November is National Hospice and Palliative Care Month. Programs across the country are reaching out to raise awareness about hospice and palliative care. This year’s theme is “It’s About How You Live.” The Center for Rural Health offers training to help providers, caregivers, and others learn about resources available to communities in North Dakota.
Palliative care is specialized medical care for people with serious illnesses. Palliative care promotes quality of life by addressing the physical, psychological, emotional, cultural, social, and spiritual needs of patients and families. It offers treatment of pain and other symptoms; relief from worry and distress of illnesses; close communication about goals of care; and well-coordinated care during illness transition.
Palliative care brings this holistic model of care to people earlier in the course of a serious illness. Learn the differences in Palliative Care or Hospice Care.
Hospice is not a place but high-quality care that enables patients and families to focus on living as fully as possible despite a life-limiting illness. Palliative care and Hospice programs provide pain management, symptom control, psychosocial support, and spiritual care to patients and their families when they are facing serious illness. These programs combine the highest level of quality medical care along with the emotional and spiritual support that families need most when facing a serious illness or nearing the end of life.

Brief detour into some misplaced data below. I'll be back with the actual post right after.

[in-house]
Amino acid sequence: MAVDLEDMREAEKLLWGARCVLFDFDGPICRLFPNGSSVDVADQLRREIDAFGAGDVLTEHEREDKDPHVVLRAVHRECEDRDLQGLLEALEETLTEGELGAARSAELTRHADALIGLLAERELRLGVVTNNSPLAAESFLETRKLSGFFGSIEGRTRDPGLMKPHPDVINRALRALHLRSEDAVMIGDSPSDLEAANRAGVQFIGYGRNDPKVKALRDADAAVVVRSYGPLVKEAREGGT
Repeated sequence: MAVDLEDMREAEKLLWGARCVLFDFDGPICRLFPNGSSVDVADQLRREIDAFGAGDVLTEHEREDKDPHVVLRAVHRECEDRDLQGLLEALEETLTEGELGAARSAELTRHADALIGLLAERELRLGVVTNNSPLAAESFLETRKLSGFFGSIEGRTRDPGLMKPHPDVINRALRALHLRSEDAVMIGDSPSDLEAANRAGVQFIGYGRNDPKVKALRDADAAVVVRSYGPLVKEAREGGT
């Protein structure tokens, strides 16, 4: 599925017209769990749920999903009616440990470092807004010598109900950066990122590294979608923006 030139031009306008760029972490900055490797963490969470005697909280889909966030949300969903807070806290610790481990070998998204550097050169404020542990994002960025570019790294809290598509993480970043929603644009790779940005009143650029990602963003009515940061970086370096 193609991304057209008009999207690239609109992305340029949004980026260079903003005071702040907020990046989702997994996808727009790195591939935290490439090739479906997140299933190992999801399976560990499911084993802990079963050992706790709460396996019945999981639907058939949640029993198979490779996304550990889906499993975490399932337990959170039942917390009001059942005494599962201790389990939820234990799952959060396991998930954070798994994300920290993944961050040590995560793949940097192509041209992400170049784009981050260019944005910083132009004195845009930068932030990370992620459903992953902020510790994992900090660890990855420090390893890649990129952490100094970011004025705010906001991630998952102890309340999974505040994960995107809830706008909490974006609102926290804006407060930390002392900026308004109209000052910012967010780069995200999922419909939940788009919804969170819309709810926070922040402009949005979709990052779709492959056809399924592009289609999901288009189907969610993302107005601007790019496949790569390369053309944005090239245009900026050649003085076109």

CRH offers virtual training, mentoring, and resources to communities that expand North Dakota Rural Community-Based Palliative Care. CRH also offers timely, virtual Project ECHO sessions with CME that can be viewed on a person’s own schedule, Organizing Palliative Care for Rural Populations TeleECHO. Portable medical orders, aware, education, and implementation (POLST) live sessions are held monthly.
About the Center for Rural Health
Established in 1980 at the University of North Dakota, the Center for Rural Health is one of the nation’s most experienced rural health organizations. It has developed a full complement of programs to assist researchers, educators, policymakers, healthcare providers, and most importantly, rural residents to address changing rural environments by identifying and researching rural health issues, analyzing health policy, strengthening local capabilities, developing community-based alternatives, and advocating for rural concerns. For more information, visit RuralHealth.und.edu.